Young environmental activists won what experts called a landmark legal victory Monday when a Montana judge ruled that by allowing fossil fuel development, state agencies are violating their constitutional right to a clean and healthy environment.
The ruling in this first-of-its-kind case in the US comes as an addition to a small number of court decisions around the world that establish a governmental duty to protect citizens from climate change.
If it stands, the ruling could set an important legal precedent, although experts said the immediate impact was limited and state officials vowed to try to overturn the decision on appeal.
District Court Judge Kathy Seeley found the state’s policy in evaluating fossil fuel permit applications — which does not allow agencies to audit greenhouse gas emissions — to be unconstitutional.
It is the first time a US court has ruled against a government for violating a constitutional right over climate change, said Richard Lazarus, a professor at Harvard Law School.
“Of course it’s a state court, not a federal court, and the ruling is based on a state constitution and not the US Constitution, but it’s still clearly a big, landmark victory for climate prosecutors,” Lazarus wrote in an email.
The judge dismissed the state’s argument that Montana’s emissions were insignificant, saying they were “a significant contributor” to climate change. Montana is a major producer of coal for power generation and has large oil and gas reserves.
“Each additional tonne of greenhouse gas emissions compounds plaintiffs’ injuries and risks irreversible climate damage,” Seeley wrote.
However, it is up to the Montana legislature to decide how to bring the state’s policies into line. That leaves little chance of rapid change in a fossil fuel-favored state where Republicans dominate the state house.
Few states, including Pennsylvania, Massachusetts and New York, have constitutions with similar environmental protections.
“The ruling really offers nothing but emotional support for the many cases that seek to establish a public trust right, a human right or a federal constitutional right,” to a healthy environment, said James Huffman, dean emeritus of Lewis & Clark Law School in Portland .
State officials had filed numerous motions to dismiss the case in an attempt to derail the case and prevent the trial.
Claire Vlases was 17 when she became a plaintiff in this case. She is now 20 and works as a ski instructor. She said climate change is affecting every aspect of her life.
“I think a lot of young people feel really helpless, especially when it comes to the future,” Vlases said, adding that she expects Montana lawmakers to respect the state’s constitution and abide by the court’s decision hold.
“Hopefully this is one for the story,” she said.
Emily Flower, spokeswoman for Montana Attorney General Austin Knudsen, called the verdict “absurd” and said the office plans to appeal.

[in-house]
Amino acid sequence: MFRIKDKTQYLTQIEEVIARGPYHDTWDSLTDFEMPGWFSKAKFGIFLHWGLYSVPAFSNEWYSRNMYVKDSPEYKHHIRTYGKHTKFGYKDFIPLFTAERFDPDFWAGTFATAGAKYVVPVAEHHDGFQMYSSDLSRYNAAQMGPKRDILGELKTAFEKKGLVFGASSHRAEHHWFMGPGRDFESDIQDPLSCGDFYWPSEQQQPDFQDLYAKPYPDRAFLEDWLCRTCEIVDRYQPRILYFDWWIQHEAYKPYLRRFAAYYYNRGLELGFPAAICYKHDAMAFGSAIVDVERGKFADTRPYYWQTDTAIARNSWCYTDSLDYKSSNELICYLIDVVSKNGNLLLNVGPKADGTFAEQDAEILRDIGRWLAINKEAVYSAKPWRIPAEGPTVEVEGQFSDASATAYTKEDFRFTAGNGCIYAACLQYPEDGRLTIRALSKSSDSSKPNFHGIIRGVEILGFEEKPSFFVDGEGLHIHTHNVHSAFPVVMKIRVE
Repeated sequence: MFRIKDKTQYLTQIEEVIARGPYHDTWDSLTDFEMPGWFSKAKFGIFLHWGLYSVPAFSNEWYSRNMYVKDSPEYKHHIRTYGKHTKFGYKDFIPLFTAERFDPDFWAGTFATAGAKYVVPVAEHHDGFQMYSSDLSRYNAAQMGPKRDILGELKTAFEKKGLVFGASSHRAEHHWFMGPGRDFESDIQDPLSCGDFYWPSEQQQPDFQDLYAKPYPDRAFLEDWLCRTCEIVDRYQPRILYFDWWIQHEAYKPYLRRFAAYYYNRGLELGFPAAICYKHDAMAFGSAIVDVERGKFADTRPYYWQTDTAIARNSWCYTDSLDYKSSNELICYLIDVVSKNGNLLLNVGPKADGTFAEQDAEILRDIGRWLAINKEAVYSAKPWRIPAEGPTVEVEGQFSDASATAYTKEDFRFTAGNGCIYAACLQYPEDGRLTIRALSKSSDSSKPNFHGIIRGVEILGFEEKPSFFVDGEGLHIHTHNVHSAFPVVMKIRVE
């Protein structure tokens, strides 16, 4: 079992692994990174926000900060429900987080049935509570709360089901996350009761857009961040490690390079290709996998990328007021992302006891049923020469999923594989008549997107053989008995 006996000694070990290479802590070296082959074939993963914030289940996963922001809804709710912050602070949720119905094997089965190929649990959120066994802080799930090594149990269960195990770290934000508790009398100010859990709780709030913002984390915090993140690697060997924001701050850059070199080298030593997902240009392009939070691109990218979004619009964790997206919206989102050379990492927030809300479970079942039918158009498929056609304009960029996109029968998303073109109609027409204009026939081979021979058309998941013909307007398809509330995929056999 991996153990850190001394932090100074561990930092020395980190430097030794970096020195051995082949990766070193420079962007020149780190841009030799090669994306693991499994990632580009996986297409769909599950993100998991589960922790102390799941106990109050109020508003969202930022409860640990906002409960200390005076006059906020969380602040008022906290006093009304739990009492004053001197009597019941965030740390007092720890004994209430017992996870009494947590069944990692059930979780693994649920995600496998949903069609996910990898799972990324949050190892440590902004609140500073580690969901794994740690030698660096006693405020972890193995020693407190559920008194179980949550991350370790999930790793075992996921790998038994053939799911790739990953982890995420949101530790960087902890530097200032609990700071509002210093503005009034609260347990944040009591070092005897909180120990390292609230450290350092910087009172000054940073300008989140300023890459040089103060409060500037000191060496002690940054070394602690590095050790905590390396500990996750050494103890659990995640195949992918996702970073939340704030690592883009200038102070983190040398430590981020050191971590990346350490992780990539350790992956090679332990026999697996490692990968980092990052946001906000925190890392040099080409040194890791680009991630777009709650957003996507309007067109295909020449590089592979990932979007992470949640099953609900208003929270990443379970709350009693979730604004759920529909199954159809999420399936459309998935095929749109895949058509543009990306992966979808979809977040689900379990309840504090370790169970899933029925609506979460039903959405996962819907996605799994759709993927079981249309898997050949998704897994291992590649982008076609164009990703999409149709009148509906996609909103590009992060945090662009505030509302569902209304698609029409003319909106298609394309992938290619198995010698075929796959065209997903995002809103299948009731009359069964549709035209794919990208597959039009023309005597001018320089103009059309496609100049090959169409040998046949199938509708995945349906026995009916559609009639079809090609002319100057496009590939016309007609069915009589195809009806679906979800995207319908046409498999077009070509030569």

She criticized Seeley for allowing the plaintiffs to perform what Flower called a “taxpayer-funded publicity stunt.”
“Montanans cannot be held responsible for climate change,” she said. “The same legal theory has been rejected by federal courts and courts in more than a dozen states. It should have been here too.”
Attorneys for the 16 plaintiffs, aged between 5 and 22, presented evidence during the two-week trial that rising carbon emissions are the cause.
Plaintiffs said these changes harmed their mental and physical health, as smoke from wildfires suffocated the air they breathe and droughts dried up rivers that support agriculture, fishing, wildlife and recreation.
Native Americans who testified for the plaintiffs said climate change is affecting their ceremonies and traditional food sources.
The state argued that even if Montana ceased CO2 production entirely, it would have no impact on a global scale, as states and countries around the world contribute to the amount of CO2 in the atmosphere.
A cure must bring relief, the state said, or there is no cure at all.
Seeley said prosecutors did not provide a compelling reason why they did not assess the greenhouse gas emissions.
She dismissed the notion that Montana’s greenhouse gas emissions were insignificant, noting that renewable energy was “technically feasible and economically advantageous,” citing statements from the process that predicted Montana would generate 80% of its existing energy from fossil fuels by 2030 could replace.
Since its inception, Our Children’s Trust has raised more than $20 million to pursue its lawsuits in state and federal courts. No previous trials came to trial.
Carbon dioxide, which is released when fossil fuels are burned, stores heat in the atmosphere and is largely responsible for global warming.
This spring, carbon dioxide levels in the air reached their highest level in over 4 million years, the National Oceanic Atmospheric Administration said earlier this month.
According to scientists, July was the hottest month on record worldwide and probably the warmest that human civilization has ever experienced.